Reunion 2004, Ken Whitney, Josiah Whitney

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Miscellaneous > Whitney Family Reunion, 2004 > Reunion 2004, Ken Whitney, Josiah Whitney

My Elusive Josiah Whitney
by Kenneth L. Whitney
27 June 2004

The Problem

The problem can be defined as a correction to the Whitney genealogy published by Frederick Clifton Pierce about the descendants of John and Eleanor Whitney of Watertown, Massachusetts. Pierce placed Josiah Whitney into the family as #618 on page 120 of his work. I believe that this family was misplaced by Pierce for the following reasons.

#1587 seen in the above record is said to be Josiah's son Josiah, who Pierce claims married Elizabeth Harding. Following forward to #1587 on page 229, we see Josiah with exactly the same ancestry lineage mentioned as supposedly his father, #618, had. One could say that Pierce forgot to place Josiah, Sr. in the stated lineage, but that lineage could not be supported by primary or secondary records.

#618 says that Josiah was the son of Nathaniel, # 207 on page 62 of Pierce's work. The children ascribed to Nathaniel #207 demonstrates Pierce's misunderstanding of this family. Some of those children are his, and some are those of his brother Nathan (#206, Naham). #207 Nathaniel married Hannah, not Molly, Day. Their children were all born in Biddeford, Maine, as contained in the vital records. Here it can be seen that Nathaniel's son Josiah was baptized in Biddeford 7 June 1752, along with the births of all of his siblings. The families of Nathaniel and his brother Nathan are corroborated by Hugh McLellen in the History of Gorham, Maine, pg 827. From McLellan's work, we see that Josiah, son of Nathaniel married Elizabeth Harding in Gorham in 1775.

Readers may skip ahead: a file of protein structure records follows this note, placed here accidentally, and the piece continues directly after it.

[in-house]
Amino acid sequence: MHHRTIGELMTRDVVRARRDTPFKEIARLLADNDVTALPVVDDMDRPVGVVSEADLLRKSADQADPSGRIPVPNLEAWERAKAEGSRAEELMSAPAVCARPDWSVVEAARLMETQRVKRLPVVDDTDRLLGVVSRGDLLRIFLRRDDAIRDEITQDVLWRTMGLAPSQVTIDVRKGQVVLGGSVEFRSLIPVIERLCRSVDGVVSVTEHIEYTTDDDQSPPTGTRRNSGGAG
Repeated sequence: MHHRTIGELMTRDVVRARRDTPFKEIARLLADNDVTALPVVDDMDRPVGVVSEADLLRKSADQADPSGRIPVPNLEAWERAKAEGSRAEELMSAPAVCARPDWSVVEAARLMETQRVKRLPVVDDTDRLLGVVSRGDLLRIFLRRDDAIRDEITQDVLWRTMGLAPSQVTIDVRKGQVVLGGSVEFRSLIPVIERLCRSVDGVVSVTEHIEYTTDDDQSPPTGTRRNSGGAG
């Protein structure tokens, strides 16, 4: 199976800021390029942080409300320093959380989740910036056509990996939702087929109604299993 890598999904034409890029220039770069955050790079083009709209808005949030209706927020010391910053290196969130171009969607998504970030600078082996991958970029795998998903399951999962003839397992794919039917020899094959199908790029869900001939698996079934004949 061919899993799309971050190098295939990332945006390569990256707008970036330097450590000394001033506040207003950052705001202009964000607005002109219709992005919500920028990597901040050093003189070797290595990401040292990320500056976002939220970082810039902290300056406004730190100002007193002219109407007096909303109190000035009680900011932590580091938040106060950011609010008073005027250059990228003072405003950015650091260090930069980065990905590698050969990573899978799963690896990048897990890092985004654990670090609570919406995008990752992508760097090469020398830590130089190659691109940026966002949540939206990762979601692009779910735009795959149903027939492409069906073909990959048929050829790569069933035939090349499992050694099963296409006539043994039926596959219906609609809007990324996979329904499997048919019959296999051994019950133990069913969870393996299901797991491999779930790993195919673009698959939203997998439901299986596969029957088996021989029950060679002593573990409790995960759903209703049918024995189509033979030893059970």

It is the #1587 lineage of Josiah Whitney, born in Biddeford and lived and married in Gorham, which is correct as Pierce stated it. The #618 lineage of Josiah must then be restated in order to place the family in the correct place. It is this Josiah who married in Brookline, MA and lived in Gaspe, Lower Canada, Port Hawkesbury, Nova Scotia, and probably Salmon River, New Brunswick. How could Pierce misplace Josiah and family? It is based on his misunderstanding of the family of Nathaniel and Hannah (Day) Whitney, and began earlier with his incomplete knowledge of Nathaniel's father and mother, Nathaniel and Sarah (Ford) Whitney of York, Maine and their family.

The Proposed Solution

The solution to this problem involves finding the appropriate place for Josiah's family within the Whitney family. The proposed solution is fully supported by primary and secondary sources of information.

F. C. Pierce's erroneous placement of this family begins with his incomplete understanding of the family of Nathaniel and Sarah (Ford) Whitney of York and Gorham, Maine. Pierce enumerates the family of Nathaniel as #66 on page 37 of his work. Special attention should be paid to the land purchases in York, Maine described therein. In 1708, Nathaniel buys the Sunken Marsh property from Johnson and Mary Harmon. In November of 1715, Nathaniel and Sarah sell this property to Joseph Harris and John Stagpole. In 1717, Nathaniel purchases 20 acres from John Racklift and a small orchard near Rogers' Cave in York. This passage does not explain where the family was from November 1715 to 1717. Their whereabouts can be determined from the Vital Records of Sherborn, MA, the home of Nathaniel's father, Benjamin. Here is found the birth a son, John, to Nathaniel and Sarah Whitney on Nov. 27, 1716.

Pierce does not list John as a son for #66 Nathaniel and Sarah (Ford) Whitney. However, he is listed in this family by Hugh McLellan in his History of Gorham, Maine. This family is found on page 827 of that work. McLellan tells us that John Whitney was a physician, and married Margaret Coffin and Hepshibah Adams. It was Pierce's lack of knowledge of a son John in the Nathaniel and Sarah (Ford) Whitney family that allowed him to misplace Josiah and family among the Whitneys.